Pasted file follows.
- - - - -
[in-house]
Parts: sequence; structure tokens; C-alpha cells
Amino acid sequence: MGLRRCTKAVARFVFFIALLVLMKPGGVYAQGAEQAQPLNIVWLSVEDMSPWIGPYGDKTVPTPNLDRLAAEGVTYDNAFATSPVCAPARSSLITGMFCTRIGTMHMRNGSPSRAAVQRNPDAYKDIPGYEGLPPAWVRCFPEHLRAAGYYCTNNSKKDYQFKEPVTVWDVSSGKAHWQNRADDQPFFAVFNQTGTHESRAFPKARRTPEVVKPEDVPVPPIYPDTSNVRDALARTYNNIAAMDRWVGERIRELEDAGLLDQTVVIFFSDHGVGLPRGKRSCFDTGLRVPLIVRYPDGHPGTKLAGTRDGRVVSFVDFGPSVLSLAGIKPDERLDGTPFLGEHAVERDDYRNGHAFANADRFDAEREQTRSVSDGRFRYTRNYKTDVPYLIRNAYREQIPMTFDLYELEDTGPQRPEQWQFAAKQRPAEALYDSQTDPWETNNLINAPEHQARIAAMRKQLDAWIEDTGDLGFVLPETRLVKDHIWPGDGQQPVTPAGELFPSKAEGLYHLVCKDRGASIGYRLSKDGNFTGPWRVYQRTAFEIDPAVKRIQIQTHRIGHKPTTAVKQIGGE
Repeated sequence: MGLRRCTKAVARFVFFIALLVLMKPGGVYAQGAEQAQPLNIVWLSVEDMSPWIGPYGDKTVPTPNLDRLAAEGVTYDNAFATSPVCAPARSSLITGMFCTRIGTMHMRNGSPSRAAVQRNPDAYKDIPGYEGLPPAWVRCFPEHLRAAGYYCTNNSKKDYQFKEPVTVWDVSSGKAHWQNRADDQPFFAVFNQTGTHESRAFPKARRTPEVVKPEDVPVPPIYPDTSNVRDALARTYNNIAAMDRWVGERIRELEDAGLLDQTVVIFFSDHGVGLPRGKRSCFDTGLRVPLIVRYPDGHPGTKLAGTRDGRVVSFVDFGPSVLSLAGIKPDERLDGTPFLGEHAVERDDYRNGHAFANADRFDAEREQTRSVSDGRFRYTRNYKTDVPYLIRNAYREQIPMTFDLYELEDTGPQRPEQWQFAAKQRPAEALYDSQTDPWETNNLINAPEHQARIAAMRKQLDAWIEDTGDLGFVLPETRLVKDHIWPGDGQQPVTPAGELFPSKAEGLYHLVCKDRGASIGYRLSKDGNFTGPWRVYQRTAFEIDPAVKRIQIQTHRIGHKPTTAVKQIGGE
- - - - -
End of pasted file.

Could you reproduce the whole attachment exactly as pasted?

[in-house]
Parts: sequence; structure tokens; C-alpha cells
Amino acid sequence: MGLRRCTKAVARFVFFIALLVLMKPGGVYAQGAEQAQPLNIVWLSVEDMSPWIGPYGDKTVPTPNLDRLAAEGVTYDNAFATSPVCAPARSSLITGMFCTRIGTMHMRNGSPSRAAVQRNPDAYKDIPGYEGLPPAWVRCFPEHLRAAGYYCTNNSKKDYQFKEPVTVWDVSSGKAHWQNRADDQPFFAVFNQTGTHESRAFPKARRTPEVVKPEDVPVPPIYPDTSNVRDALARTYNNIAAMDRWVGERIRELEDAGLLDQTVVIFFSDHGVGLPRGKRSCFDTGLRVPLIVRYPDGHPGTKLAGTRDGRVVSFVDFGPSVLSLAGIKPDERLDGTPFLGEHAVERDDYRNGHAFANADRFDAEREQTRSVSDGRFRYTRNYKTDVPYLIRNAYREQIPMTFDLYELEDTGPQRPEQWQFAAKQRPAEALYDSQTDPWETNNLINAPEHQARIAAMRKQLDAWIEDTGDLGFVLPETRLVKDHIWPGDGQQPVTPAGELFPSKAEGLYHLVCKDRGASIGYRLSKDGNFTGPWRVYQRTAFEIDPAVKRIQIQTHRIGHKPTTAVKQIGGE
Repeated sequence: MGLRRCTKAVARFVFFIALLVLMKPGGVYAQGAEQAQPLNIVWLSVEDMSPWIGPYGDKTVPTPNLDRLAAEGVTYDNAFATSPVCAPARSSLITGMFCTRIGTMHMRNGSPSRAAVQRNPDAYKDIPGYEGLPPAWVRCFPEHLRAAGYYCTNNSKKDYQFKEPVTVWDVSSGKAHWQNRADDQPFFAVFNQTGTHESRAFPKARRTPEVVKPEDVPVPPIYPDTSNVRDALARTYNNIAAMDRWVGERIRELEDAGLLDQTVVIFFSDHGVGLPRGKRSCFDTGLRVPLIVRYPDGHPGTKLAGTRDGRVVSFVDFGPSVLSLAGIKPDERLDGTPFLGEHAVERDDYRNGHAFANADRFDAEREQTRSVSDGRFRYTRNYKTDVPYLIRNAYREQIPMTFDLYELEDTGPQRPEQWQFAAKQRPAEALYDSQTDPWETNNLINAPEHQARIAAMRKQLDAWIEDTGDLGFVLPETRLVKDHIWPGDGQQPVTPAGELFPSKAEGLYHLVCKDRGASIGYRLSKDGNFTGPWRVYQRTAFEIDPAVKRIQIQTHRIGHKPTTAVKQIGGE